Illegal compensation methods are more common than many people realize. Whether intentional or not, many North Carolina employers owe their workers for unpaid wages because of their failure to properly compensate them for the hours they work. Below, we detail some of the most common illegal compensation methods employers use in North Carolina.

Misclassifying Employees

Employers commonly misclassify workers to avoid paying them overtime pay. They pay employees a salary instead of hourly pay, and then claim they are not entitled to overtime as exempt employees. However, simply receiving a salary is not enough to qualify a worker as exempt. Many salaried employees do not meet the other qualifications necessary for an overtime exemption classification.

The worker’s title also has little to do with their classification. Some employers offer workers supervisory roles (in title only) to exempt them from overtime. However, unless they truly serve as a supervisor and meet the other qualifications of being exempt, they must still receive overtime pay for any hours worked over 40.

For example, if your employer names you an assistant manager but does not assign you any supervisory duties, you are unlikely to qualify as an exempt employee. You should still receive overtime pay unless your job duties meet the requirements for exempt employees.

Employers also sometimes misclassify employees as independent contractors to avoid paying minimum wage or overtime. If your employer controls the work you do and the schedule you keep, and your work is essential to the business, you are likely an employee and deserve compensation as such.

Shorting an Employee’s Overtime Pay

Federal laws require most employers to pay non-exempt workers time and a half for any hours worked over 40 each week. Some employers ignore this rule, paying workers their normal hourly wage for all hours worked. When this occurs, they are missing the extra half time during their overtime hours.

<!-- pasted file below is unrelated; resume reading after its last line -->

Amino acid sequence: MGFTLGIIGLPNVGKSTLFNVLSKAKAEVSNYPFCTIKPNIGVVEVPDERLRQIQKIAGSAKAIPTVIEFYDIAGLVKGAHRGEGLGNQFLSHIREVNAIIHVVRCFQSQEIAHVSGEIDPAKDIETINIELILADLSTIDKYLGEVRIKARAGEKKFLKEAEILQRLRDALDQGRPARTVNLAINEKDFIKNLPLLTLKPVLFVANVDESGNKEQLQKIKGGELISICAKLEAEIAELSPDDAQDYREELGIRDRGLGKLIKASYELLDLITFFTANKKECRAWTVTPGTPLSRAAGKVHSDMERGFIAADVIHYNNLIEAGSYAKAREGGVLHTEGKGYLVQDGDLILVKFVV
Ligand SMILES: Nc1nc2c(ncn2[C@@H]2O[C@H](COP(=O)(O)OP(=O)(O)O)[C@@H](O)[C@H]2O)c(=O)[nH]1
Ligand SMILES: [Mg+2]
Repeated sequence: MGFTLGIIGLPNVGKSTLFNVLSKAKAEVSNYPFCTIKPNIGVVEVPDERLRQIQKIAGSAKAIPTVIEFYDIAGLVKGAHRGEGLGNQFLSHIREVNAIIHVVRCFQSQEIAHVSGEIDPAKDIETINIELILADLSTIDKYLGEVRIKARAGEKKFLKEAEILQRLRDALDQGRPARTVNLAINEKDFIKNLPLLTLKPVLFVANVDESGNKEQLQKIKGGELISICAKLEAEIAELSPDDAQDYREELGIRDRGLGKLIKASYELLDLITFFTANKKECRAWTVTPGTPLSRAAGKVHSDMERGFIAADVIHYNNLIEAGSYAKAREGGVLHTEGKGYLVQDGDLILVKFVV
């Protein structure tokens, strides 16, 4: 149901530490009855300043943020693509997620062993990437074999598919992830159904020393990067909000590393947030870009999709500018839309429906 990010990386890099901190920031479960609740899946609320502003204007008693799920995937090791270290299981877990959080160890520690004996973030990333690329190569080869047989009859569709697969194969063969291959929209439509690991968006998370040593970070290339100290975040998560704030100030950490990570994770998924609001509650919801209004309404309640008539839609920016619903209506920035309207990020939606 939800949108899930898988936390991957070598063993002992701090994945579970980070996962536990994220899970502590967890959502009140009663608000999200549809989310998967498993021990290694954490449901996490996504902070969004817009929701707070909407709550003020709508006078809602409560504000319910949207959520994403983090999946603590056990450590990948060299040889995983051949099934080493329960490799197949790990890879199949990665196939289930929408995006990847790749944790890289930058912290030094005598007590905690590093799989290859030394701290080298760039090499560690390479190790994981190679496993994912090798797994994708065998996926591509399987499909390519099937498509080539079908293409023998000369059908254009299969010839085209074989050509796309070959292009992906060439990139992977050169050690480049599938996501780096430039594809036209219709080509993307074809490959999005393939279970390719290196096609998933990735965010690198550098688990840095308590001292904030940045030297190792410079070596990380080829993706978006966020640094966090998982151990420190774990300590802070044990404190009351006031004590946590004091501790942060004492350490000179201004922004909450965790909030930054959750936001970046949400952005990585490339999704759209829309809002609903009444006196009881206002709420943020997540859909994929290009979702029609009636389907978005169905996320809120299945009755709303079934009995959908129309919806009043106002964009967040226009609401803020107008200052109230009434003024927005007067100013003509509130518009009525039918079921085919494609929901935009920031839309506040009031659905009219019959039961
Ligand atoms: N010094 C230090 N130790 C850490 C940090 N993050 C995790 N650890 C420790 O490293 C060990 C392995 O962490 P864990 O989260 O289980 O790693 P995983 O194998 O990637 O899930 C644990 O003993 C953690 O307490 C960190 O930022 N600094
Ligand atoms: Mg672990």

In some cases, employers opt to pay their employees for overtime, but fail to calculate it correctly resulting in workers taking home less than they earned.

One way this commonly occurs is when the employer averages the hours worked over two weeks instead of paying out for overtime on a weekly basis. For example, if an employee works 60 hours one week and 20 the next, their employer would average this out to 40 hours each week (which would mean the employee receives no overtime hours). However, the worker should receive 20 hours of overtime pay the first week.

Employers may also short workers by calculating their overtime rate without including bonuses, commissions, or other extra payments received on top of a small hourly wage. Some of these workers earn less than minimum wage when you only take their hourly pay into account, and their overtime pay should reflect a regular hourly wage of at least minimum wage. Tipped employees and those who work on commission are the two most common victims of this type of illegal compensation method.

Failing to Count All Work Time

Some employers fail to count all time a worker puts in as time worked. This is one of the most common ways employers illegally withhold wages from a worker. Your employer needs to compensate you for any time you spend engaged in work, even if you are simply sitting by the phone and waiting for it to ring. Other times your employer may be withholding pay include:

In one of the most nefarious illegal compensation practices, some employers install time clocks that round down or otherwise do not calculate the entire time an employee works. While this may only short an employee a few minutes wages each day, these unpaid wages add up over time. Because this affects all hourly employees, the total unpaid wages associated with this type of illegal compensation method can compound quickly.

What Can I Do to Recover Unpaid Wages Because of These Illegal Compensation Methods?

If you have unpaid wages because your employer engaged in one of the illegal compensation methods above, get employee rights attorney Phil Gibbons on your side. We can help you recover the pay you earned, as well as additional compensation in some cases.

Call us today at 704-612-0038 to schedule a complimentary case review with our North Carolina employee rights team.